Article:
Council cops criticism after fig trees were trimmed

Believed to have been planted in the 1890s, the majestic old Moreton Bay Figs around the CBD area were trimmed last week in an effort to keep the trees healthy. The work was carried out by a professional arborist employed by Cobar Shire Council.

Cobar Shire Council copped a lot of criti-cism last week after a number of trees, in-cluding our ancient Morton Bay Fig trees in the CBD, were given a trim and others were cut down.
A number of disgruntled residents took to social media to express their displeasure at what they saw as unnecessary maintenance while one resident, Linda Carter, took her concerns directly to council.
Mrs Carter said she had a quick response from council staff who assured her it was only a trim of overhanging branches and deadwood.
Council’s general manager Peter Vlatko advised The Cobar Weekly they had engaged professional arborists (who know how to look after trees) to check a number of trees, with the view of preserving the majestic figs.
He said after receiving expert advice, the fig tree on the corner of Marshall and Linsley streets (the IGA corner) will have to undergo further ‘trimming’.
“While we understand this is sad to see, we have been working on saving this tree for some time now,” Mr Vlatko explained.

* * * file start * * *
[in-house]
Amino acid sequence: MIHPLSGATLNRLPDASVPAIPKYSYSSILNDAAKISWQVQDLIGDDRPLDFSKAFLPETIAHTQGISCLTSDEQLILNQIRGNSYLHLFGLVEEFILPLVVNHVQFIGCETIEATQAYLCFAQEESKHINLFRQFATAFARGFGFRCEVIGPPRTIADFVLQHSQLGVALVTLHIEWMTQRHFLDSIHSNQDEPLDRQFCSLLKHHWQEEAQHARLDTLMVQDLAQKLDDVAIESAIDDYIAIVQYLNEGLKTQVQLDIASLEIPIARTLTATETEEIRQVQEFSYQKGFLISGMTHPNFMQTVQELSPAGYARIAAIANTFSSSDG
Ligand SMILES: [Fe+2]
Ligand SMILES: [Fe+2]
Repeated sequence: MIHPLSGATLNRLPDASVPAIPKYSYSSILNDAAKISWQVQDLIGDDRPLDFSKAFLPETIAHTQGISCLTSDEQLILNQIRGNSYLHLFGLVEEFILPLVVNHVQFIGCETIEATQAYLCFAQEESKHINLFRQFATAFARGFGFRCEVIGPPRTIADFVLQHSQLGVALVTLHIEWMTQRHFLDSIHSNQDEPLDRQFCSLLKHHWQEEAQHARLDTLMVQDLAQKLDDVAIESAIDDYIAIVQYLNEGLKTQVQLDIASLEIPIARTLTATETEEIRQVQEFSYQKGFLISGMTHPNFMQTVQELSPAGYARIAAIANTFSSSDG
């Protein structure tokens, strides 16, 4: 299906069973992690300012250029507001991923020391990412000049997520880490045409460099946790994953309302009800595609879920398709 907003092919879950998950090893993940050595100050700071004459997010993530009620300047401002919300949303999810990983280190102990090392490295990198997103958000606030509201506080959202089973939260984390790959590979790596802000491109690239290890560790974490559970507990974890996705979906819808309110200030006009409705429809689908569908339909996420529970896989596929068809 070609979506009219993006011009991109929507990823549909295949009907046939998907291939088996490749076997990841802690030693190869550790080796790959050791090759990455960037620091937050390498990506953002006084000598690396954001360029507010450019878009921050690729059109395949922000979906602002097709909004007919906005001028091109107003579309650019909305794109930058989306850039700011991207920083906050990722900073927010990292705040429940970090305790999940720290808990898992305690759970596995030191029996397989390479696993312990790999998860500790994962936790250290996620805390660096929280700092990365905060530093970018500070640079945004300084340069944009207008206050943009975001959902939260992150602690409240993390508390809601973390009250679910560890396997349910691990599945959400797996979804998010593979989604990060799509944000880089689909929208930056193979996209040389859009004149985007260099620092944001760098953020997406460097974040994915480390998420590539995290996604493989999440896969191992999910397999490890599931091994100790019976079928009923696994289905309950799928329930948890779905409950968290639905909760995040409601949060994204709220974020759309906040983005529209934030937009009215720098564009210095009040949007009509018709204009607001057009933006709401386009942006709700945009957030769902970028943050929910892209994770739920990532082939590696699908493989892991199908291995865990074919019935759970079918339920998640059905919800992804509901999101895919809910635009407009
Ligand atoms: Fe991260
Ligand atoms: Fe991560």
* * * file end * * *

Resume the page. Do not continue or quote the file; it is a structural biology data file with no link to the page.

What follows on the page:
Council recently upgraded the planter box surrounding the tree in an effort to encourage healthy growth.
“We also installed a watering system at the same time. This has seen positive root growth, which is what we are aiming for.
“Unfortunately, we do need to undertake more trimming, and it will likely look a little unpleasant for some time, but the advice re-ceived is that there is still an unhealthy amount of dead wood, and some limbs are rotted out completely.
“Our aim is to encourage fresh growth, and Council, as much as everyone,want to keep this tree and watch it flourish for many years to come. Hopefully this final step, allows this,” Mr Vlatko explained.
He said one of the old gum trees on the foot-path at Drummond Park was cut down due to some electrical upgrade work needing to be carried out and the roots of the tree were going to interfere with the work.
“For every one tree we are cutting down, we’re planting 10 or 20 more,” Mr Vlatko said.
“Our plan is to also plant more appropriate trees.”